Two-and-a-half years later Ella was born, a month premature due to complications I've covered ad nauseum in other forums. She lived her first week on this earth in the NICU, and I remember her doctor asking the first day if I planned to breastfeed her, because he would make sure I had a hospital room nearby.


"No," I answered, older and more confidant then I'd been three years before. "We are bottle-feeding her."

"Ohhh, I see," he harrumphed through vaguely clenched teeth. "Do you know what kind of formula you want to give her? Or do you not care."


Miraculously, I ignored the contempt in his voice and mustered the strength to respond with a smile. "Yes," I said gallantly, "we want her to have Carnation Good Start."

The doctor rolled his eyes and dismissed me, floating off to the next NICU baby as a nurse went to fix a bottle for my daughter. I braced myself for a new wave of scorn upon her return but was pleasantly surprised. "Good for you," she said gently patting my shoulder as she handed me the bottle. Then she placed my newborn daughter in my arms.


While bottle-feeding Max had been a good decision, bottle-feeding Ella was a Godsend. Because she was early, she needed to eat every three hours, and during that first week of her life David and I took turns sitting at her bedside in the NICU. The only time we could hold her was when she ate, and to this day every year on her birthday, David tells her the story of those nights he spent holding her tiny body in his arms, tapping the bottom of the bottle to get her to eat one more ounce before drifting back to sleep, then watching her breathe for three hours till she was ready to eat again. When she finally came home, still tiny and fussy, she ate constantly and without regard for the time of day. Where Max slept through the night at 10 weeks, Ella got up at least once every night for an entire year.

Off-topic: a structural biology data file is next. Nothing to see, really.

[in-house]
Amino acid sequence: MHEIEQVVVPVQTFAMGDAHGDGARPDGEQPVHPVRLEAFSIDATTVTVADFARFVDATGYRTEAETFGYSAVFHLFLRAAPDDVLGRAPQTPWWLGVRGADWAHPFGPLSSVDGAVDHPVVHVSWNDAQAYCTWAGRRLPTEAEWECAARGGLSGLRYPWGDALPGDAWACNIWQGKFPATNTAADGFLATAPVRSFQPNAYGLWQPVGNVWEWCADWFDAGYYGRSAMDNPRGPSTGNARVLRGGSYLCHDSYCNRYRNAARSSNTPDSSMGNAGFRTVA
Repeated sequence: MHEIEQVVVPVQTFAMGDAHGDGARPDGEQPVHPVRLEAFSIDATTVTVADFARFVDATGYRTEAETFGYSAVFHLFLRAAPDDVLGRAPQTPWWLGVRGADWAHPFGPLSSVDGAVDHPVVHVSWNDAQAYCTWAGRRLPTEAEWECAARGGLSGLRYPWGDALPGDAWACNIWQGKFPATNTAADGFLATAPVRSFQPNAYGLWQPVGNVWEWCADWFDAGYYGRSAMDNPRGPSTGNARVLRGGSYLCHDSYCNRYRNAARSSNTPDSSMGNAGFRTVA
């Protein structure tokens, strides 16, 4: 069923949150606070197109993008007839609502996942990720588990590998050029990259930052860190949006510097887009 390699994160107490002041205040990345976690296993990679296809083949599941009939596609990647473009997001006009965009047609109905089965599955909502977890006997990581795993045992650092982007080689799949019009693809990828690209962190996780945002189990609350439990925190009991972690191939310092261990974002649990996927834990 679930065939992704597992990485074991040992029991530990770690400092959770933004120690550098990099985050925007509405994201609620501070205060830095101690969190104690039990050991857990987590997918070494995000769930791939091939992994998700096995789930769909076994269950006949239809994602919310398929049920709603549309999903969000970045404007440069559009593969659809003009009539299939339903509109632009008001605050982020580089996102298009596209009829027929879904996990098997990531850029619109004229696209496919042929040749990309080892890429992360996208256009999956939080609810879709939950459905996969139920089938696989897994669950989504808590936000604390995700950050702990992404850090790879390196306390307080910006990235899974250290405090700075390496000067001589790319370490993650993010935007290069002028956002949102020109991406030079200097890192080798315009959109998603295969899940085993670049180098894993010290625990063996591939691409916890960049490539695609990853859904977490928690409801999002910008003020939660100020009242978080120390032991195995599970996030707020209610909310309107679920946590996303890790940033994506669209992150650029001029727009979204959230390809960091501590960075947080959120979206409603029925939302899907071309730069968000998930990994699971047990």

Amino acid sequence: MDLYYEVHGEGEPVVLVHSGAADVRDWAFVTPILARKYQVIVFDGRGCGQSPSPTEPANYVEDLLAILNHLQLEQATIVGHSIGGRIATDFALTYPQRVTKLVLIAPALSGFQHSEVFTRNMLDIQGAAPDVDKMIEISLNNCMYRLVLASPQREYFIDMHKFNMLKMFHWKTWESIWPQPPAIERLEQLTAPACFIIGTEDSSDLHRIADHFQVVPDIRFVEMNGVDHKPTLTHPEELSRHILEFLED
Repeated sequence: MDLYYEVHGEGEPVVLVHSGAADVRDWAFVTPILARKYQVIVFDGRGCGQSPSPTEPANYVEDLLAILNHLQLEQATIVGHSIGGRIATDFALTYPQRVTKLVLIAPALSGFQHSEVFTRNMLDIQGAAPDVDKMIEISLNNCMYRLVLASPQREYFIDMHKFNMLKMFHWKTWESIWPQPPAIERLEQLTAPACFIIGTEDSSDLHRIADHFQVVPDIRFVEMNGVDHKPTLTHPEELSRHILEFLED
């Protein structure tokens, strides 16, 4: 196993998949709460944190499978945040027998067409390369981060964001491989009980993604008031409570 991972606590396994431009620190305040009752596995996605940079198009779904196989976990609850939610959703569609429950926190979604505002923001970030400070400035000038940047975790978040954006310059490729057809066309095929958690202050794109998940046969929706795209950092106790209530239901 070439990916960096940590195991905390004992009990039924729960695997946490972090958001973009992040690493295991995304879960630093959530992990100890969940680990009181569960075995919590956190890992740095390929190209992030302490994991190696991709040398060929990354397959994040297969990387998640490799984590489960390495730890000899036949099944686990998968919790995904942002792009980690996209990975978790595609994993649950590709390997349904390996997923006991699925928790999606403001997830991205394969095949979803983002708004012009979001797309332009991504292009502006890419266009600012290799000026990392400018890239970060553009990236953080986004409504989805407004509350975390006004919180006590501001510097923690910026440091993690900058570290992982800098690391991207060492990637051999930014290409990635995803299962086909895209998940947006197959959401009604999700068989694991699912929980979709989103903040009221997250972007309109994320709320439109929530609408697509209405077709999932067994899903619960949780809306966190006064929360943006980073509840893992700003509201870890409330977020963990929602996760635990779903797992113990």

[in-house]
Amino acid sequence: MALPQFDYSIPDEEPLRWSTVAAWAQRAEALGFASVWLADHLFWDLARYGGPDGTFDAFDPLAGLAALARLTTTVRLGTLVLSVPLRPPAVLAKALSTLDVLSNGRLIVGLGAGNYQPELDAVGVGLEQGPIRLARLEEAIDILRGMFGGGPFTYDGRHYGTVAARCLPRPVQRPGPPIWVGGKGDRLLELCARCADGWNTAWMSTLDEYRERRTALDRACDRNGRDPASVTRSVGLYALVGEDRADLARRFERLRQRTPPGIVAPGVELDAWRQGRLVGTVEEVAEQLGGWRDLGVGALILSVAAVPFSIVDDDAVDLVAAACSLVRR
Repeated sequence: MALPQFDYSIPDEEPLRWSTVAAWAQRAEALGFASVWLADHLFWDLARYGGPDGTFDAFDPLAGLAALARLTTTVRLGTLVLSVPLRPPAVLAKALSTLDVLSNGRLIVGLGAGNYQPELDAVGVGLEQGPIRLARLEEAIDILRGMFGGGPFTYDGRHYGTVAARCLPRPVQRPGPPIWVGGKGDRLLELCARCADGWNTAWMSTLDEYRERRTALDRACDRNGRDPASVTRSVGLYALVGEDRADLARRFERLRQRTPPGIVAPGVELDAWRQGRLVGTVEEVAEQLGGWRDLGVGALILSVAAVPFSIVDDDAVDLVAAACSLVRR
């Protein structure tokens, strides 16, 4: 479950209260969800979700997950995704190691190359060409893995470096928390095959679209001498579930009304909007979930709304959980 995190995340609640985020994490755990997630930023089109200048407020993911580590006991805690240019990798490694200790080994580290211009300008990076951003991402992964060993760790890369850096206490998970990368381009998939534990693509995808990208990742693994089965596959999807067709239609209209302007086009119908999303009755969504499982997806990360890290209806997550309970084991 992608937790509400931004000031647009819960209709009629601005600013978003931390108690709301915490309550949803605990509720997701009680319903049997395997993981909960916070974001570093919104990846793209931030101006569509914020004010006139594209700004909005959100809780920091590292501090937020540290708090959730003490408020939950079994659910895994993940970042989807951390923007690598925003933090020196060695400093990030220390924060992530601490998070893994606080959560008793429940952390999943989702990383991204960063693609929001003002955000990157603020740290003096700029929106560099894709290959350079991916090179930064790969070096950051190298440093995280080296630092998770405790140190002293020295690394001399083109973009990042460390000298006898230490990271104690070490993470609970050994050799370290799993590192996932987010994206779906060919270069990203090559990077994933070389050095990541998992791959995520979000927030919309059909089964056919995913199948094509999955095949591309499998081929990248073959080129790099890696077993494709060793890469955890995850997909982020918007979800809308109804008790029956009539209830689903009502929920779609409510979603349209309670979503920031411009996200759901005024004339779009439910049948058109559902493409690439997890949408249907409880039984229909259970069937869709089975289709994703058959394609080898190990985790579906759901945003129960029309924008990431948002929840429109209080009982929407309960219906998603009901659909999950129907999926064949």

I was so grateful that David and I could share those duties; grateful that I occasionally was able to sleep through the night while my daughter was awake in her father's arms; and grateful that we cared for our daughter as a team, equally responsible for keeping her fed. It made all of our lives sweeter and more rewarding.